Matt is an experimental plasma physicist whose research has focused on fusion energy, magnetic confinement, plasma diagnostics, and transport mechanisms of particles, momentum, and energy. His work frequently involves high voltage, high current, and large amounts of stored energy, so safety is also a big interest of his. Matt earned his PhD in plasma physics at the University of Wisconsin-Madison working on a fusion experiment called the Madison Symmetric Torus (MST). From there, he went to Auburn University to work on another fusion experiment called the Compact Toroidal Hybrid (CTH). Both MST and CTH confine a plasma using magnetic fields and can heat a plasma to temperatures hotter than the surface of the Sun! While the details of how they do that are different, they are both toroidally shaped devices. Fusion energy would be an ideal energy source as it would provide lots of clean energy using a fuel source that is virtually unlimited, but more research is needed before fusion energy can be realized.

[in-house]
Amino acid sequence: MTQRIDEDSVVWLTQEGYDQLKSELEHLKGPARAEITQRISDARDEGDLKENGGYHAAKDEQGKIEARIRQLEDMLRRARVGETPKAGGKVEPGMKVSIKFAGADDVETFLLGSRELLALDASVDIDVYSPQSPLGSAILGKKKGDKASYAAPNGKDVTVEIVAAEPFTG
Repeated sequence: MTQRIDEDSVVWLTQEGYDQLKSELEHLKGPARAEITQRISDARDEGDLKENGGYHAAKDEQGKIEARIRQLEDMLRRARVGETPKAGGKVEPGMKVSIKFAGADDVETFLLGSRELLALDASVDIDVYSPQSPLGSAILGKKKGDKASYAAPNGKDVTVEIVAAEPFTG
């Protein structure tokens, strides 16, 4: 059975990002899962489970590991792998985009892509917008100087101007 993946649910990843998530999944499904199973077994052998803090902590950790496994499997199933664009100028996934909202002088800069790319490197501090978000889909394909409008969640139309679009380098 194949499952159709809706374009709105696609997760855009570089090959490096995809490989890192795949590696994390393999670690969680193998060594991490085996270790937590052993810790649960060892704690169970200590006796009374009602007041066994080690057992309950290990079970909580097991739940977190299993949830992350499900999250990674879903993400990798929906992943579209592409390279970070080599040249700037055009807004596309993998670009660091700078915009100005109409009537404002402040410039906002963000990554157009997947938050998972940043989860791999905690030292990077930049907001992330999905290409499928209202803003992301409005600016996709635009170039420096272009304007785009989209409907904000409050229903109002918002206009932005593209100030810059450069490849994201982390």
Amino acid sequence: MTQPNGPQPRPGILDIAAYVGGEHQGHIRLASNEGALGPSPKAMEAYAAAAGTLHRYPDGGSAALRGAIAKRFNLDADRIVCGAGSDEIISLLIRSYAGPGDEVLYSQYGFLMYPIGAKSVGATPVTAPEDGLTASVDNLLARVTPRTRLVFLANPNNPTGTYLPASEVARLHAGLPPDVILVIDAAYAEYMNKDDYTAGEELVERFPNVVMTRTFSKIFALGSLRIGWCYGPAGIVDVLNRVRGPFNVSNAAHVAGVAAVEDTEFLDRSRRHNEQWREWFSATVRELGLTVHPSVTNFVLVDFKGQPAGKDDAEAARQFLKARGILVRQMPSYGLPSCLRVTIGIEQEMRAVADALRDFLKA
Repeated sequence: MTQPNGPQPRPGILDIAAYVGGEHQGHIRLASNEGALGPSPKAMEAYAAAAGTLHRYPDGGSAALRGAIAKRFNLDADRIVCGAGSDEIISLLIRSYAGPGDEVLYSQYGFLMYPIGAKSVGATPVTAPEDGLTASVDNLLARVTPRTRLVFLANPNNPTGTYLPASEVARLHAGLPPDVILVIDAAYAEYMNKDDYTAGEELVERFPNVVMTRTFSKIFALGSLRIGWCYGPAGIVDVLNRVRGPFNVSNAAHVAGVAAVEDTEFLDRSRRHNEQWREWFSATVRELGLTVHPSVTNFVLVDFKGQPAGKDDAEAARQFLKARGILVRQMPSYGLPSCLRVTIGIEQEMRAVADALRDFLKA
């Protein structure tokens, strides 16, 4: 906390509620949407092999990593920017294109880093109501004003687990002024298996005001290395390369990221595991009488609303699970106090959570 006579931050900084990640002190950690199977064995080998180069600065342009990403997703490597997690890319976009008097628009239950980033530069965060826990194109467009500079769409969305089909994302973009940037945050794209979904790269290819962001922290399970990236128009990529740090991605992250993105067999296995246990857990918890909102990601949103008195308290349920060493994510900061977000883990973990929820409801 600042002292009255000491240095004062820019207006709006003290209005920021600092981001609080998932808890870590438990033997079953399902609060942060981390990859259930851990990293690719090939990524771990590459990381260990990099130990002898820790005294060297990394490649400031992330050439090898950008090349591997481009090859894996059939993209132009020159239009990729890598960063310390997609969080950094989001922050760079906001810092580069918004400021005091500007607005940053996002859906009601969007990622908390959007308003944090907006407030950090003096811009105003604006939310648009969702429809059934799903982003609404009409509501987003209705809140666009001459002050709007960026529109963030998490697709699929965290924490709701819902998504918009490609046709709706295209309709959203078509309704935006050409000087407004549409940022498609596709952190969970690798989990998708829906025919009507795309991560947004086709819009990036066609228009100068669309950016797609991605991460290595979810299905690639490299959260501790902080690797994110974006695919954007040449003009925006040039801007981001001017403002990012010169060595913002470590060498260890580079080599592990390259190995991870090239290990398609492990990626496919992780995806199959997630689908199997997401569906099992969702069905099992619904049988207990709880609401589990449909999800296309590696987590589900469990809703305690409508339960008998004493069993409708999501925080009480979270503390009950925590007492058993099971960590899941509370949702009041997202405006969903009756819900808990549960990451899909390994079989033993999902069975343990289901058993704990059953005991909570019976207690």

Matt is also interested in the interrelationship between laboratory and astrophysical plasmas and in the medical and industrial application of plasmas. He is currently developing several experiments at Concordia to serve as undergraduate research and educational tools. Students with interests in many fields such as astrophysics, materials science, or engineering can benefit from a foundational experience in experimental plasma physics research, where they are exposed to a breadth of technology (e.g., electronics, vacuum systems, and optics) and techniques (e.g., data analysis and computer programming). Matt has found that plasmas have a unique way of inspiring physics students because of their beauty, bizarre behavior, and applicability.